Of late, the Need for Speed series has had its ups and downs. The Shift series has been a solid blend of arcade and sim, while last year’s Hot Pursuit was a nice return to the old school form. At the same time, games like ProStreet and Undercover were less than stellar. Need for Speed The Run is trying to throw back to when the arcade style racers were at their most recent peak. The Run is deliberately channeling games like Underground and its sequel, and more importantly, Most Wanted, what I and many others consider to be the peak of the series.
The first thing apparent after starting the game and cutting through the menus is that you are given two cars. A Lamborghini and a Porsche. The Porsche is locked until you send a message to a friend letting them know about the demo. The Lamborghini is actually the better car statistics wise, so it is not entirely necessary if you don’t want to bother your friends. I got a few of these messages, and they were only a mild annoyance. I actually like the social aspect of the Autolog system, which does appear in the demo, so this was not something that was too bothersome. I hope it does not become a trend however. I sent a message to a friend of mine I knew wouldn’t mind (and who had already sent one to me) and got down to racing.
You’re given hints about the core story, that the main character Jack is racing across country in an illegal Cannon Ball Run style race for a prize of $25 Million. We aren’t given anymore than that and a general map of the route across the US in the demo, and I will say right now that none of the infamous quick time events make an appearance.
So after choosing your car, you’re thrown into a race in the desert, presumably somewhere around the Mojave near Las Vegas. Your goal is to pass 10 opponents and win the race. Basically you need to win. The cars seem to be scaled so that you pass the last three close to the end. It is very cinematic and the game does look pretty great. A pleasant surprise was that other cars are on par with yours (even if they shouldn’t exactly be, but it is an arcade style racing game, so I will let that slide), and they will pass you if you slack. There is traffic on this track, and colliding gets you a nice cinema that really shows off the damage modeling and the excellent use of the Frostbite 2.0 engine. Also, if you collide with another car or spin out, you have a couple of rewind points that can be used to reverse to a map checkpoint (really), so you don’t have to restart the entire race. It was just another nice touch.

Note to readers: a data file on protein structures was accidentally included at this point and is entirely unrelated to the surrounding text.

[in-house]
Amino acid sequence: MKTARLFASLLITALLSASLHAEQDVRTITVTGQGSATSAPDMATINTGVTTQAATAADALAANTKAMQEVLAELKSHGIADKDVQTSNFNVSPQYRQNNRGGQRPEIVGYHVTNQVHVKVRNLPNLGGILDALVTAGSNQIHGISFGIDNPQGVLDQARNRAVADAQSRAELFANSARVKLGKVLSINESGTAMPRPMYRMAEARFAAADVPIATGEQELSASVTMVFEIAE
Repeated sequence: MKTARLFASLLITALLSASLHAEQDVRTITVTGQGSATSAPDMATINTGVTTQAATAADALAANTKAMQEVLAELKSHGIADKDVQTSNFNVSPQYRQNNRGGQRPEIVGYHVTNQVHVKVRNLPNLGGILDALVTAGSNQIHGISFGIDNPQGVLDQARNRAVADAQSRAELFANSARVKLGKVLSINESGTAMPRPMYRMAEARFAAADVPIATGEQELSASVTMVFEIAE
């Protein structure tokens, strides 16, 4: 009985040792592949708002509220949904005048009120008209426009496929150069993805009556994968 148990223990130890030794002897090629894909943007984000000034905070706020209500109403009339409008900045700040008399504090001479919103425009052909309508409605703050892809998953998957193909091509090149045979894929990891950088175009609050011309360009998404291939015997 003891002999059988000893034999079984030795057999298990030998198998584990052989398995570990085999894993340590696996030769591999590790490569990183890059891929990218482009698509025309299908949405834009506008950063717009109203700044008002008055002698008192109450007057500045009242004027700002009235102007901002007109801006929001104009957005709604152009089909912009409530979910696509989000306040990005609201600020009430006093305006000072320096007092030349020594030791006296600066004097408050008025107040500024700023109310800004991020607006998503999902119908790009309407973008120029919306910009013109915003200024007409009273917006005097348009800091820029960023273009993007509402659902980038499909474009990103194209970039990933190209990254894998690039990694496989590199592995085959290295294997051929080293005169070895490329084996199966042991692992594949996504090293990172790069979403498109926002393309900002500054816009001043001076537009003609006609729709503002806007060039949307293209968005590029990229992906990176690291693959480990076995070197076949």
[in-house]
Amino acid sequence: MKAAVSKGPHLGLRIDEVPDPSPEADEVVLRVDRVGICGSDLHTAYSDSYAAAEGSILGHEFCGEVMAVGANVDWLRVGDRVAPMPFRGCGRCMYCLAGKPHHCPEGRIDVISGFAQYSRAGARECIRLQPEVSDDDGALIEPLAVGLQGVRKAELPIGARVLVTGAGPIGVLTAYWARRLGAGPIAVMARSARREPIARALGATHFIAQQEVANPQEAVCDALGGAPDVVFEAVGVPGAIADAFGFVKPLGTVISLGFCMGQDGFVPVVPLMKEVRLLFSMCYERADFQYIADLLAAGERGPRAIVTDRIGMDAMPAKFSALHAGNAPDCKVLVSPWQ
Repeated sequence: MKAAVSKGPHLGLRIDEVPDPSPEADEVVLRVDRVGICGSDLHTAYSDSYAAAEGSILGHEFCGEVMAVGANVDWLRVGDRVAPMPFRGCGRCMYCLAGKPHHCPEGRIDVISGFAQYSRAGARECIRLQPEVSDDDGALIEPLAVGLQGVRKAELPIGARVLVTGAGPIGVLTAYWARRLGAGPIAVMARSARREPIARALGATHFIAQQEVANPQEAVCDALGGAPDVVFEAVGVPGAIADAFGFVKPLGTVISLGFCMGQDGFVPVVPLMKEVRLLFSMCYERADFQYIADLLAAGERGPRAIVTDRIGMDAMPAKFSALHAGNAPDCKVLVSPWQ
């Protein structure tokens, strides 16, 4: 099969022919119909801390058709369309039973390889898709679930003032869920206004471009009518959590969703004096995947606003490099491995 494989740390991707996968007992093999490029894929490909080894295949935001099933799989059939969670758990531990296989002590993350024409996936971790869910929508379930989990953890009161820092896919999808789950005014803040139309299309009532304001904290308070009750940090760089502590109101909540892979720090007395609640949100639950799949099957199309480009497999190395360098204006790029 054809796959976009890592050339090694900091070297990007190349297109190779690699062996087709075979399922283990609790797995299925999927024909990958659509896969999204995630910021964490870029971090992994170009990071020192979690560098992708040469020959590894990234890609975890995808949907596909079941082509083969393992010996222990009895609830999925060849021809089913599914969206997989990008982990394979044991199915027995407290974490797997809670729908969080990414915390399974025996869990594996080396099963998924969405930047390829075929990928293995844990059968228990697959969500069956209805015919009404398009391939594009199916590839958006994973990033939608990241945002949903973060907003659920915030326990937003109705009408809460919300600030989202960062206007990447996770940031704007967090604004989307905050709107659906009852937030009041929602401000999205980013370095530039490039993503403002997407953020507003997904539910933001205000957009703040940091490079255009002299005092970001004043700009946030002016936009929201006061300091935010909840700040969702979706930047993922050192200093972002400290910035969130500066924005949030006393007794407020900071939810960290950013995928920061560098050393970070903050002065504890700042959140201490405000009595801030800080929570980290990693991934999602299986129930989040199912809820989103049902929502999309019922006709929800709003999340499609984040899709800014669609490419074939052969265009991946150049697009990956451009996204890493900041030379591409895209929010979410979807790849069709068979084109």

Still, the desert race is a very standard race, but the second race is where the demo stole the show and really blew my mind. The second race begins as a one on one race against what I believe was an Audi R8. You are racing your supercar over an ice covered road (again, arcade game), and as you round the first curve (which you can go sailing off of if you take it wrong), you see what appears to be a fireball that is launched towards the mountain. It impacts just before you reach the spot of impact. But they aren’t shooting at you, it appears that they just wanted to cause an avalanche. The rest of the race from that point is less about you worrying about the R8 and its awful rubberbanding, and more about the fact that you are racing an avalanche. It was some of the most fun I have ever had in a racing game and it looks very good to boot. The ending is particularly impressive and I won’t spoil it.
The demo for The Run has done something impressive. It made me even more excited for a game that I was already interested in, but that comes out in the middle of an insane few weeks. Still, if the rest of the game is even half as impressive as the second race, then it will be worth it. Go ahead and try out the demo. The rubber banding AI was back to a large extent, but this was made up for by the sheer fun of the actual racing. The Run comes out on November 15th and I can say that because of the demo, it will now be a day one purchase, even in spite of Skyrim.